The opening night of the Le French May's Snow White (Blanche-Neige) by Ballet Preljocaj on the 14th of May at the Hong Kong Cultural Centre Grand Theatre was a full house event. This production of Snow White was premiered in September 2008 at the Biennale de la Danse de Lyon in France and received a Crystal Globe for the Best Dance Show of the Year in 2009. This modern dance version was created by Angelin Preljocaj and uses the music of Gustav Mahler primarily. The costumes were designed by Jean-Paul Gaultier (of the Madonna's twin-coned corset fame), and all promotional communications ensured that this fact was made known.


The show was performed without an interval. It was enjoyable enough except for the French-speaking people behind me. They decided that they would discuss the show as if they were watching it on the television at home. One of them even decided to remove her shoes and rest her feet on the back of the empty seat beside me. Her wriggling toes in my peripheral vision and the intermittent seat jerking due to her shifting ass were just inappropriate and very annoying.

When interpreting a story through modern dance, I sometimes find that some choreographers tend to inject more miming than dance. I am glad to see that Angelin is not that kind of choreographer. While some of the ensemble dances were very unmemorable and standard, Angelin excelled in the solos and pas de deuxs. I was particularly impressed in the prince's inconsolable dance with the lifeless body of Snow White; and in the sadistic and menacing dance of the wicked stepmother and Snow White as the stepmother throws Snow White around all the while with the apple still in Snow White's mouth.

There were some cheesy visual effects such as the dwarves' acrobatic act on the wall and the wicked stepmother's Marcel Marceu-like mirror mime. However, I do see that they can be quite entertaining for younger or inexperienced audiences; thus creating a very good commercially viable show. The show's strength relies on the familiar story and its new treatment.

The show was not the sweet and cute type. Instead, it was rough and raw. The story was brought back to its folk origin as collected and recorded by the Brothers Grimm. Costumes were more ethnic glamour rather than the traditional flouncy outfits associated with fairytales. Quite interestingly, this happily-ever-after conclusion also meant that the wicked stepmother got punished by forcing her into a pair of red-hot iron shoes while she danced until she fell down dead. Mr. Disney would not allow that.


REFERENCE:


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SATOSHI: A Casualty of the Deadly Clashes in Bangkok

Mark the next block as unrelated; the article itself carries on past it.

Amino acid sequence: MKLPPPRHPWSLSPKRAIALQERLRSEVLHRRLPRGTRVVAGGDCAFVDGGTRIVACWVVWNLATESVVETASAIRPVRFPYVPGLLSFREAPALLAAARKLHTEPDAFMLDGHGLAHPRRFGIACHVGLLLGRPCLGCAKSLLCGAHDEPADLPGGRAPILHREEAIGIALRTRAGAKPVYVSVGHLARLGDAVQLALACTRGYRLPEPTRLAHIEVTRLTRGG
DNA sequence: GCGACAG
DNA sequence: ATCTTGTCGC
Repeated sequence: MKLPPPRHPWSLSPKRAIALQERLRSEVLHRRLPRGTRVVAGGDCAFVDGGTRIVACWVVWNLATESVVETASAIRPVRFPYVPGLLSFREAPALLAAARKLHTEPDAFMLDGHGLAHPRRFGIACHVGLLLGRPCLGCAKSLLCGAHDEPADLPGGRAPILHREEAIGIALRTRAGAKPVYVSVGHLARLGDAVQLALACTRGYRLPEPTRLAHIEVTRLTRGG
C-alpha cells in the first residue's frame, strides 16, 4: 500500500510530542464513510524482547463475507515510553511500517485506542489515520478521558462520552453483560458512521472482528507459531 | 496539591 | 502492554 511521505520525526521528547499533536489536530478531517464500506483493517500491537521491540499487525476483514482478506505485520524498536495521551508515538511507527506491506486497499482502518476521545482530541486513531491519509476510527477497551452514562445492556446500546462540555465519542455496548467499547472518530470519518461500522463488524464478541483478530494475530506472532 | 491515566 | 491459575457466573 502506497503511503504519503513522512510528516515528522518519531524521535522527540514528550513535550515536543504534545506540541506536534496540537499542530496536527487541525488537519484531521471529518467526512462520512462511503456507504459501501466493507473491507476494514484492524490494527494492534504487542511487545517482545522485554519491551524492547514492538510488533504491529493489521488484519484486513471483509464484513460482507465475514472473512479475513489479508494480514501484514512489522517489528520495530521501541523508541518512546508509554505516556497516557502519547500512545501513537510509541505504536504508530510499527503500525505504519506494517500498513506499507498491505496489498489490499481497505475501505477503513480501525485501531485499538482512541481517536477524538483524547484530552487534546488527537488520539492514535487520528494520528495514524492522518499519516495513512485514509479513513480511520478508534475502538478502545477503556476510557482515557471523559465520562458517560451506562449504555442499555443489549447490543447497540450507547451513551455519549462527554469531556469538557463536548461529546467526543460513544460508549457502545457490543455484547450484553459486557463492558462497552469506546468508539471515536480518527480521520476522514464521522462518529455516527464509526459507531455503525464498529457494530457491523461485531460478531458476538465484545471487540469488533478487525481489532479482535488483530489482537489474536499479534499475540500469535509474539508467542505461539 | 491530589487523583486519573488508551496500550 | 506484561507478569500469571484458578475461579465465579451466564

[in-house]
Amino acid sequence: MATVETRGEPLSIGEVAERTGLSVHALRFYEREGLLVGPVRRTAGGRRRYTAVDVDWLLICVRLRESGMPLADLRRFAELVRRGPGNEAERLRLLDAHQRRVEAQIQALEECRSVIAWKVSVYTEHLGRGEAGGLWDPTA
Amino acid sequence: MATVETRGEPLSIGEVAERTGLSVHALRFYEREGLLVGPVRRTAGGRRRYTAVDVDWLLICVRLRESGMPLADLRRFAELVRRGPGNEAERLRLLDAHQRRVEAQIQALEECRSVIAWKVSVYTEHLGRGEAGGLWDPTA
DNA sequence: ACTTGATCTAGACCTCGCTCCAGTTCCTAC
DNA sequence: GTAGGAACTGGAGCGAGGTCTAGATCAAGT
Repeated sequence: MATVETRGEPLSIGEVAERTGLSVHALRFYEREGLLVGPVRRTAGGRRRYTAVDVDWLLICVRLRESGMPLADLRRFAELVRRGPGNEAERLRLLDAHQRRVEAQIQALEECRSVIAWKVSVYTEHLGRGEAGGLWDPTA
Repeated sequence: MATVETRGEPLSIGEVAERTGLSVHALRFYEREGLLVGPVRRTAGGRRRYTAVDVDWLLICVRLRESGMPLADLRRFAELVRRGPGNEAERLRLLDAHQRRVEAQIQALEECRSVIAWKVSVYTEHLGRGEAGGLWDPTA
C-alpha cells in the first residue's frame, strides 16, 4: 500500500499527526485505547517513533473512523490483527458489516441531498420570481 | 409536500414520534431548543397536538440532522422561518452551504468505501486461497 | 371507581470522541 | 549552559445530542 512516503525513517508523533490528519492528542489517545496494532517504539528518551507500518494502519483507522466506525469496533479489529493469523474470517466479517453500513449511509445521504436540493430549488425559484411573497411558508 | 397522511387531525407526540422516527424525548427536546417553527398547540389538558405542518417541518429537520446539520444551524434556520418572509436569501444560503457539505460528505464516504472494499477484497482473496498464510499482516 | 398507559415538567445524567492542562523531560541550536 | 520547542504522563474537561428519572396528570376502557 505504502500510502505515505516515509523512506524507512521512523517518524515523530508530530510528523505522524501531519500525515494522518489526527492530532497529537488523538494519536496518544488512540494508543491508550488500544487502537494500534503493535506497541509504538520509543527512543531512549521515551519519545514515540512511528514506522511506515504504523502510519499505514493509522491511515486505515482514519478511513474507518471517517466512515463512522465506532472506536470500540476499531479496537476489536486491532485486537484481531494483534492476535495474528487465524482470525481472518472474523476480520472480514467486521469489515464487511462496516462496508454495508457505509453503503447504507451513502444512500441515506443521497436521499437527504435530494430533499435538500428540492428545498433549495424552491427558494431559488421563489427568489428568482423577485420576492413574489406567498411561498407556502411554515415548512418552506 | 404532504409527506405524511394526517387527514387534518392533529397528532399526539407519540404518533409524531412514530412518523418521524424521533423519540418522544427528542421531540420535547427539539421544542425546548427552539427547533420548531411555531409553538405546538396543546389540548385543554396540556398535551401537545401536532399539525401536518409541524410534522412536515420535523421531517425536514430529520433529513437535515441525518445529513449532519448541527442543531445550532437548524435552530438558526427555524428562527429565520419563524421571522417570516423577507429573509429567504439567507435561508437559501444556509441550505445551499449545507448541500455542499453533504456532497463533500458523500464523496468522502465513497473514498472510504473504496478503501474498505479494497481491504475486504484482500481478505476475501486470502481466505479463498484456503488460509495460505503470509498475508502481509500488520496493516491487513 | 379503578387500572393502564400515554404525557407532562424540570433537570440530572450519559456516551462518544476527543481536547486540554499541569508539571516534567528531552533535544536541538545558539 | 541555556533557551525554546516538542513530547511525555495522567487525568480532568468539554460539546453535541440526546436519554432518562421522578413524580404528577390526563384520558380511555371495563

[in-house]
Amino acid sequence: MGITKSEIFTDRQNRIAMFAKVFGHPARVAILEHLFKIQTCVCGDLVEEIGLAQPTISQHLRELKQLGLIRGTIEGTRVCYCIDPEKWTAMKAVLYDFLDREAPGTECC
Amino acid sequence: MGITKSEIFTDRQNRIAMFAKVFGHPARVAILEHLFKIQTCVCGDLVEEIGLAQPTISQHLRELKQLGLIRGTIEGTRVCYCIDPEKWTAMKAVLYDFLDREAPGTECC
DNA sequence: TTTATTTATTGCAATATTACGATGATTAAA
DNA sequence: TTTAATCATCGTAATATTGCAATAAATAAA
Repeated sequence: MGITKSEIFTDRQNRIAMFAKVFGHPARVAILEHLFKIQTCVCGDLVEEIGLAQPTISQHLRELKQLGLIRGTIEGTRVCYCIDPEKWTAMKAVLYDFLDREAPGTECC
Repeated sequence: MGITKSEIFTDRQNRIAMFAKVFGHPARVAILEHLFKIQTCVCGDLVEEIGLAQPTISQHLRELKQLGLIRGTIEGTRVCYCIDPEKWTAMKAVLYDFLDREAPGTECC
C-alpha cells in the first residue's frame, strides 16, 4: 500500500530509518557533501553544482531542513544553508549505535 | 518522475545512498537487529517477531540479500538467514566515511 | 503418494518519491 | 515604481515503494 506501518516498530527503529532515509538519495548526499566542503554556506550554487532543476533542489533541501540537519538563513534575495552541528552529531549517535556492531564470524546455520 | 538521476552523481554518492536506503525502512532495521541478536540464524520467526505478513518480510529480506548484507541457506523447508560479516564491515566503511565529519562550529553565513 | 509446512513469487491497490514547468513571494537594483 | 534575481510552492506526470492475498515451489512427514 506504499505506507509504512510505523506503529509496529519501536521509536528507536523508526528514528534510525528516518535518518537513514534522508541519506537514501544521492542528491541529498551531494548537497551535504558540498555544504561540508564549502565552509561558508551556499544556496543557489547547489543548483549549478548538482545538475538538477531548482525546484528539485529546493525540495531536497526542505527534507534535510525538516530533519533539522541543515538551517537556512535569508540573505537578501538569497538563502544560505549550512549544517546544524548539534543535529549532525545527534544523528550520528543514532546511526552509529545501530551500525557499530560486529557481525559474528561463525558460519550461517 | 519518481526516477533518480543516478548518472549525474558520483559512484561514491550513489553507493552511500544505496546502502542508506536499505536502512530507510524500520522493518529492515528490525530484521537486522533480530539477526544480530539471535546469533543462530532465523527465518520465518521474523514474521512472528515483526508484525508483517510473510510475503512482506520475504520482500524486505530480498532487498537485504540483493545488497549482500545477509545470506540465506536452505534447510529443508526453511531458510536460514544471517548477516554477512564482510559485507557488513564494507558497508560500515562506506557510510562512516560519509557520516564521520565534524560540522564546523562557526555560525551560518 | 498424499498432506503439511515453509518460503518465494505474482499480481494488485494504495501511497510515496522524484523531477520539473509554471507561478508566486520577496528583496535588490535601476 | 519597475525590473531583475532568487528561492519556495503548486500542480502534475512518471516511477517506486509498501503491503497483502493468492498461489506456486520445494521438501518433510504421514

Amidst the deadly clash between the Thai government and the red-shirt protesters in Bangkok, Satoshi becomes the latest victim in a peculiar way.

It all started when Satoshi published his PREVIEW on the upcoming MET Opera HD Live's screening of Carmen. While he celebrated the screening being a sold-out success, he lamented that he was not able to get a ticket. Being such an influential blogger and having a huge legion of followers (ahem..), it didn't take long before a reader offered to sell Satoshi a ticket for the Sunday matinee screening. The reader, an opera lover, resides in Bangkok and was coming to Hong Kong for an opera weekend with a friend to see Fidelio and Carmen; however, the friend had a seminar that he needed to attend and therefore I became the beneficiary of his misfortune.

Satoshi, with a new found ticket, gave up his ticket for the Ballet Preljocaj's Snow White (Sunday Matinee) while tried to get another ticket of the same production for the Friday opening night and reschedule his business trip. Unfortunately, the opening night was sold out... except for the wheelchair seat plus a minder seat. Desperate times called for desperate tactics. Satoshi did something unmentionable (in this blog) and was able to go to the opening night of the ballet.

Well, the clashes in Bangkok got worst and the seminar (that the 'friend' was supposed to attend) got cancelled! That means now, the reader and the friend will get their opera weekend. While the reader and the friend became the beneficiary of Thailand's misfortune, I became the victim of their fortune and the Thailand's misfortune indirectly... sigh... at least I will have more time to write about Fidelio on Saturday night...

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Thursday, May 13, 2010

REVIEW: Lang Toi (My Village) – Dancing with Bamboos

It lulled me to sleep.


Lang Toi (My Village), was the name of the show I saw a few hours ago (12th of May) at the Hong Kong Academy of Performing Arts Lyric Theatre. It was a show created by Nhat Ly, Lan Nguyen and Le Tuan Anh for the Quai Branly Museum in Paris in 2009; and presented as part of Le French May.